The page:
It is indubitable that later changes in the controlled society, i.e., in the proletarian state, will take place among occupations due to the changes in the productive forces of the society, changes which at times may require a complete readaptation and reorganization of the various productive relations (not propertial) and thus a temporary uprooting and permanent alteration of the customary modes of living. Without doubt, it will be at such times that the planned economy will show stresses and strains, contradictions between the relations of production and the forces of production; and temporary differences of opinion, organized into temporary groupings will make their appearance until the problem is on its way towards a solution.

With the mystery of the interconnection of the productive forces .and relations solved, we can now turn to the business of explaining the meaning of productive relations, particularly with reference to the question: whether Marx and Engels ever identified productive relations with private property relations.

Earlier we quoted Engels as saying that two factors condition the “social regulations under which people of a given epoch and a given country live”. Ought we to consider these “social regulations” as equivalent in intension to the “relations of production”? The only right answer is “yes”, and the next section from the same passage proves this. Engels says:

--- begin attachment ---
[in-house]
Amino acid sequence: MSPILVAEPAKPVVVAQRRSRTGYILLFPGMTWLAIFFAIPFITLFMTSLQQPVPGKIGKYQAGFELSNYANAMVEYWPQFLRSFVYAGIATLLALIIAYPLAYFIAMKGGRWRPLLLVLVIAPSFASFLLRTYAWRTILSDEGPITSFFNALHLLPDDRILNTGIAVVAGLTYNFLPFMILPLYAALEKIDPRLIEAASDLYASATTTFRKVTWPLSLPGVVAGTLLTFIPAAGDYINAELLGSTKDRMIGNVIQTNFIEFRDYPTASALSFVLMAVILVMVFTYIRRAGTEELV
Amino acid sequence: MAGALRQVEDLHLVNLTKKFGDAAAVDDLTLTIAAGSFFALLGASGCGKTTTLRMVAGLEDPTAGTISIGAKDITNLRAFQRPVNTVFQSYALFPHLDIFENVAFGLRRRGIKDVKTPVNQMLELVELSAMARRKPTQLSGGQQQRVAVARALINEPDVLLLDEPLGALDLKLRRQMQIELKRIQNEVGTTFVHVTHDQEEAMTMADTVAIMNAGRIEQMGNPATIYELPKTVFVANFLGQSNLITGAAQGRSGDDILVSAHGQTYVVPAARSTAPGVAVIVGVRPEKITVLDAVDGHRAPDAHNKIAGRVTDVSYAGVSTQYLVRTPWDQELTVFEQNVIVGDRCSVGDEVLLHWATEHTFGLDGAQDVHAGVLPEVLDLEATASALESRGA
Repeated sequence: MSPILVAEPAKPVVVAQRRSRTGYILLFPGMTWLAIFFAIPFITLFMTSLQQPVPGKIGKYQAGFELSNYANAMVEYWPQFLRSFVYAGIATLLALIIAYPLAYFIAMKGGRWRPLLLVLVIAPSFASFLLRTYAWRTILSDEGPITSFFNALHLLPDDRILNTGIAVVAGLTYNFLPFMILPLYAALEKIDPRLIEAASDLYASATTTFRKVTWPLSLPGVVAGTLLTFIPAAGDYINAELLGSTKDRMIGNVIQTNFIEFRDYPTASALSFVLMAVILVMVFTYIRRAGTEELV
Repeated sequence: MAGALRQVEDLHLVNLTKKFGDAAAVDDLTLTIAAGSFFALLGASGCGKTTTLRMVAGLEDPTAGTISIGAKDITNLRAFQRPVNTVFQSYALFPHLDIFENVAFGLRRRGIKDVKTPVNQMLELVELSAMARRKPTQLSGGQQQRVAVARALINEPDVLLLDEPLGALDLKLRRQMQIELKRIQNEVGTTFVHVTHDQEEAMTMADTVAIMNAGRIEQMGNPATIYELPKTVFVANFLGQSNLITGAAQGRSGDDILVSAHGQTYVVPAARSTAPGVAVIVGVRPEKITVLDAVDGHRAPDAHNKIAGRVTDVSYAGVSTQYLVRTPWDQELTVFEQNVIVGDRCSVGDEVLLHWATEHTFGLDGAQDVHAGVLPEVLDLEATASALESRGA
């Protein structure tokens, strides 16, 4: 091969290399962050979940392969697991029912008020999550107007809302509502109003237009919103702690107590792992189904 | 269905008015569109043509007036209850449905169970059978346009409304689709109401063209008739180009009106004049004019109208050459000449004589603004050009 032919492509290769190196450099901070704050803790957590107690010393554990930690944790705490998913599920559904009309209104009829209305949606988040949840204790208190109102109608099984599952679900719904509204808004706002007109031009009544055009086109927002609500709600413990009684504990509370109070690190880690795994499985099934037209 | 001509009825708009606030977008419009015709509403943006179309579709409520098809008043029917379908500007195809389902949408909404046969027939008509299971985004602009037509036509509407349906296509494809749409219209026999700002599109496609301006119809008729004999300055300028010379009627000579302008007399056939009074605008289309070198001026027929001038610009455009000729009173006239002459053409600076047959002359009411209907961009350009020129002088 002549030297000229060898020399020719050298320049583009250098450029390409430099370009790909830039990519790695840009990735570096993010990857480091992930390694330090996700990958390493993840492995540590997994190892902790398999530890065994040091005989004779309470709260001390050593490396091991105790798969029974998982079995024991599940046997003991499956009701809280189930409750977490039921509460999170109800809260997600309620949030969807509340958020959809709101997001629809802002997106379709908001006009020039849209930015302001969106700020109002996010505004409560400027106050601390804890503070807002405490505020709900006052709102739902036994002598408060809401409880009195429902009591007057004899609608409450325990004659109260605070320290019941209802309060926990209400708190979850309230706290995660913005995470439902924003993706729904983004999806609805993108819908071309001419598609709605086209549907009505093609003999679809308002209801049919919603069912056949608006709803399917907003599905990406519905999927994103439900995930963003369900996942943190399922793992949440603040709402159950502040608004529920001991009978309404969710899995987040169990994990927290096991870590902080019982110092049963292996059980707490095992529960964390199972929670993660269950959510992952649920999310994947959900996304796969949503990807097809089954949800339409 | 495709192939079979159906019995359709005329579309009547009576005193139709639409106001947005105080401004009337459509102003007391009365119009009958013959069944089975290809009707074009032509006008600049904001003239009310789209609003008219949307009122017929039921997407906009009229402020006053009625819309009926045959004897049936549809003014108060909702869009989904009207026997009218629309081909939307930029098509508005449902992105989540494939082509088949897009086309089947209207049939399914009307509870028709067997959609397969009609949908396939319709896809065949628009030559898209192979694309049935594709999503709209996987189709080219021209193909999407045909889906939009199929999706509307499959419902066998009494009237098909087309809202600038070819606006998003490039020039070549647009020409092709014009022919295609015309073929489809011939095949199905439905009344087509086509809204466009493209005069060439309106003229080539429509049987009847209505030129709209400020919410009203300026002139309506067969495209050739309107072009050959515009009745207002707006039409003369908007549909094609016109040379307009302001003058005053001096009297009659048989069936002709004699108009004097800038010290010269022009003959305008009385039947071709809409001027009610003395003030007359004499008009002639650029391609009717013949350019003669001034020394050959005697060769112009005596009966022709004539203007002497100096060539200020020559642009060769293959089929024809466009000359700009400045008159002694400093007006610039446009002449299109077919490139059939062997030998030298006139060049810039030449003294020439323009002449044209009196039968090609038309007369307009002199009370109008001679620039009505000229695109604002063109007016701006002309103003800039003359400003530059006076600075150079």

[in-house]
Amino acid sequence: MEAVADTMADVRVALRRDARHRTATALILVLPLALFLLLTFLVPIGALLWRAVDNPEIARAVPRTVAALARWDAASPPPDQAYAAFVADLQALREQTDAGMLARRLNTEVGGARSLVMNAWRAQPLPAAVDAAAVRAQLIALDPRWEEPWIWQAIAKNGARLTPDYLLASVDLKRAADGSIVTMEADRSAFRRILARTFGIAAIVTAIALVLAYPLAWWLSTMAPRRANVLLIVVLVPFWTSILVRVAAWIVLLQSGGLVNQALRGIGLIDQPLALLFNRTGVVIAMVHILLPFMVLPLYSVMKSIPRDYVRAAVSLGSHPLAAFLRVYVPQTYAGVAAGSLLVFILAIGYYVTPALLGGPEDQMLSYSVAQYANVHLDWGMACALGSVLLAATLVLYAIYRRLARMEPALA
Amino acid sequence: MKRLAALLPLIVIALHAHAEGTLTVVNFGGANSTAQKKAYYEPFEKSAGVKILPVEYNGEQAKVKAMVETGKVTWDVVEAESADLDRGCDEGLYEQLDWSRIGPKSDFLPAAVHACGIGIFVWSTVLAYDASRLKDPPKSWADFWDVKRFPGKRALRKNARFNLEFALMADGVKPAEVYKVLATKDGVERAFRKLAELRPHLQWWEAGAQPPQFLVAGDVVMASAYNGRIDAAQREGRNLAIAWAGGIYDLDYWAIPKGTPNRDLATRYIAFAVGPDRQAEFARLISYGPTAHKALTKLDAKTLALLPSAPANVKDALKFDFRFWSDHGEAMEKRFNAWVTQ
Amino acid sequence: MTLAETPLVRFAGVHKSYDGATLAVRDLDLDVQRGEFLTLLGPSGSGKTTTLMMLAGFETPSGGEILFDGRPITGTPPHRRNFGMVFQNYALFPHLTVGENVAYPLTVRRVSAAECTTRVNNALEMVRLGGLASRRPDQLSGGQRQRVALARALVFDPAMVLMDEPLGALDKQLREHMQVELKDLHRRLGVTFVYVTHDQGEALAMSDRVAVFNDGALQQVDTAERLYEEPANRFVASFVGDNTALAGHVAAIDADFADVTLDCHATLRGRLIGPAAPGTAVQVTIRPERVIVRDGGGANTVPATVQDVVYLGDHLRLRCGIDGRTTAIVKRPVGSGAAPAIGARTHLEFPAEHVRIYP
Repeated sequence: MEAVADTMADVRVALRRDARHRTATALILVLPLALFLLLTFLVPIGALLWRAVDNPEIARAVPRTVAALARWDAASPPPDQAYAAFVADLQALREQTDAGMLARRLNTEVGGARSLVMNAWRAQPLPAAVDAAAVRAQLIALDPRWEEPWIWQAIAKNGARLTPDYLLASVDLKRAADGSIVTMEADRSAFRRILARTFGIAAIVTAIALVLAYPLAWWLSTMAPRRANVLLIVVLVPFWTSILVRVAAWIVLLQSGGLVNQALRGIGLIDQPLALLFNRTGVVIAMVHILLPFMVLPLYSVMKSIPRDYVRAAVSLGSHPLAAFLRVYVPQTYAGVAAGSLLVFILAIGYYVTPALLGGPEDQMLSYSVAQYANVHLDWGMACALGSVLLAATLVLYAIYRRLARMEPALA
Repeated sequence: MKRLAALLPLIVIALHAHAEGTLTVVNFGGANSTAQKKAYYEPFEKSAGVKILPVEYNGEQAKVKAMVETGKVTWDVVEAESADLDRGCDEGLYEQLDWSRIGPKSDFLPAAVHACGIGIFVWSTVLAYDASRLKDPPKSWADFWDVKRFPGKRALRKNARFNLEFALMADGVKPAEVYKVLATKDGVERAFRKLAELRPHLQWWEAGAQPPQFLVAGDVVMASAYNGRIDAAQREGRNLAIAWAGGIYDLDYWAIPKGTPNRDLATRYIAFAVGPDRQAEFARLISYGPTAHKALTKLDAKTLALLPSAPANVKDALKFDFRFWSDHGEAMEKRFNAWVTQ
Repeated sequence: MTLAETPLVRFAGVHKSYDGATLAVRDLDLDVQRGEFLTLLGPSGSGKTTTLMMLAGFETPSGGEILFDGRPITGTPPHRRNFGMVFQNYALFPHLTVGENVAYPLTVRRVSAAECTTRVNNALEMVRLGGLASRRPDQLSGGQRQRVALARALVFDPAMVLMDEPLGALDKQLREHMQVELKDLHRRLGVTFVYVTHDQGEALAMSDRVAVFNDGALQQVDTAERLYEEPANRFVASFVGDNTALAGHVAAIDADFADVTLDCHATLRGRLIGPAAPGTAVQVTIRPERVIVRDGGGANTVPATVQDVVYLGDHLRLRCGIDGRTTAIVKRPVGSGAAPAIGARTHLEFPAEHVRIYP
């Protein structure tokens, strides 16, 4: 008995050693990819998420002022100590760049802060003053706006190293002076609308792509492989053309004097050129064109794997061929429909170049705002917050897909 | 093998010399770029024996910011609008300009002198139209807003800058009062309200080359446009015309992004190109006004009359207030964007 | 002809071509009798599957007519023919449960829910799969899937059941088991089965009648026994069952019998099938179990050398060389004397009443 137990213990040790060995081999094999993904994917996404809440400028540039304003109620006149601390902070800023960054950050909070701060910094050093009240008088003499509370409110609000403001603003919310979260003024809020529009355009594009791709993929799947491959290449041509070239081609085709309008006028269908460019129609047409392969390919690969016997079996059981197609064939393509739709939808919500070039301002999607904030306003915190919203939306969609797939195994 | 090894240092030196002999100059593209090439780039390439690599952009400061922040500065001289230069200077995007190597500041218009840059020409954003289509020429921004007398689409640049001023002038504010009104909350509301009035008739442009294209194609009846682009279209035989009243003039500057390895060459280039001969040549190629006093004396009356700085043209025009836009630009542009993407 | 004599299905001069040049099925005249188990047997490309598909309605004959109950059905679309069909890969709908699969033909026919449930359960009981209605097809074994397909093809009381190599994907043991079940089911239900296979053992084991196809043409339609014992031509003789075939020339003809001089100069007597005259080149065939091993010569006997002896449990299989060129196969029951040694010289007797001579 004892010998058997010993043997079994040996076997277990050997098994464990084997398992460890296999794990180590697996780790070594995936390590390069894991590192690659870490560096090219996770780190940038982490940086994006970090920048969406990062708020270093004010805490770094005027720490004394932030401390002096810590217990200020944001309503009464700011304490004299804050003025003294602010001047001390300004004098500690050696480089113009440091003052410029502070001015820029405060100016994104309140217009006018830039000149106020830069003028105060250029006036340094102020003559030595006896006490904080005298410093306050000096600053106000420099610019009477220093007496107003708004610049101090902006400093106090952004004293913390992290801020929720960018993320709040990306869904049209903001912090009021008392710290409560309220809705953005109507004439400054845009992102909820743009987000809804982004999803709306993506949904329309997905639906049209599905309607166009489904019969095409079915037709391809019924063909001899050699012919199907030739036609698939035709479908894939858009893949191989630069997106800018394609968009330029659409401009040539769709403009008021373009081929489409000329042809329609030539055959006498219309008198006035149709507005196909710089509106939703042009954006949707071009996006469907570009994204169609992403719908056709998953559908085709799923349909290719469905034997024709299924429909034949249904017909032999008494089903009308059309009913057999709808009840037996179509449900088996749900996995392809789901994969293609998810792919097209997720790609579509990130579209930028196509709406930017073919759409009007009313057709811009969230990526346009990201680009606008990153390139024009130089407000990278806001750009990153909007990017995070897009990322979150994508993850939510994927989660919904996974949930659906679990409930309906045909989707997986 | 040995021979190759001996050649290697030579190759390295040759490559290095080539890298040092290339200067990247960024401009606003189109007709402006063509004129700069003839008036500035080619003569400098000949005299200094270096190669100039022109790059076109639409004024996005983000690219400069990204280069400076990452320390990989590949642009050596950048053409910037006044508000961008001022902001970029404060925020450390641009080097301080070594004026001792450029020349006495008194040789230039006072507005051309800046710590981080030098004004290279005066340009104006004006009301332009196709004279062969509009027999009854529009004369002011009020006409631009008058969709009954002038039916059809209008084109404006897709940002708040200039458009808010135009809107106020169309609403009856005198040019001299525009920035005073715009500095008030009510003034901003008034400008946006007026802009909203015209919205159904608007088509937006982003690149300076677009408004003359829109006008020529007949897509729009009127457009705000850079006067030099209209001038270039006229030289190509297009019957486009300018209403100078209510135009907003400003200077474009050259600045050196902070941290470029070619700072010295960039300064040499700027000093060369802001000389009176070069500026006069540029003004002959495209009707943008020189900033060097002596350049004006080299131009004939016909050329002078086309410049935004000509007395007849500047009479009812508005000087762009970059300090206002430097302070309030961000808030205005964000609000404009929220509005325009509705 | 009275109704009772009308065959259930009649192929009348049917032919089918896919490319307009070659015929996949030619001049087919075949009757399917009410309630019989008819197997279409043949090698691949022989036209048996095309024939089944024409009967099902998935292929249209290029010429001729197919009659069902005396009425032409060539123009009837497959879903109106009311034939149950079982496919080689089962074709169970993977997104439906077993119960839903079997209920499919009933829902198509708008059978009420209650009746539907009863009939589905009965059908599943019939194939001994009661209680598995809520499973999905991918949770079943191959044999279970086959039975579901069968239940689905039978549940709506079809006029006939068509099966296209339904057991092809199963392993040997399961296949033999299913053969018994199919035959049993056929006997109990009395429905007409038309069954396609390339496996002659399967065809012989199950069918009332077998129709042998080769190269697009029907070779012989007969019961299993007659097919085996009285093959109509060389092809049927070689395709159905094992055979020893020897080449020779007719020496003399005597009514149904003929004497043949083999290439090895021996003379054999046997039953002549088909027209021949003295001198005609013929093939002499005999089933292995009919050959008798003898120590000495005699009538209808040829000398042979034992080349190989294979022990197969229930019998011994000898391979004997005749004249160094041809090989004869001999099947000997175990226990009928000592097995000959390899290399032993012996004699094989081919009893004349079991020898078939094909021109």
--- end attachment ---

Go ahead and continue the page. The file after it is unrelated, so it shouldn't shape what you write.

“... the less developed labor, the smaller [beschränkter] the number of its products, thus, also, the wealth of that society, – the more predominantly is that social order seen to be ruled by sexual ties. Under this organization of society, grounded in sexual ties, the productivity of labor is more and more developed; along with this, private property, and exchange, distinctions in wealth, the employment of alien labor power, make their appearance. The new social elements, which are the necessary basis for class antagonisms, are forced, in the course of generations, to adapt the old forms of social organization to new circumstances. Finally, the incompatibility of both brings, about a complete revolution. The old form of society founded on sexual relations is abolished in the clash with the recently developed social classes. A new society steps into being, crystallized in the state. The units are no longer sexual, but local groups; a society in which family relations are entirely subordinated to property relations, thereby freely developing these class antagonisms and class struggles that make up the contents of all written history up to the present time.”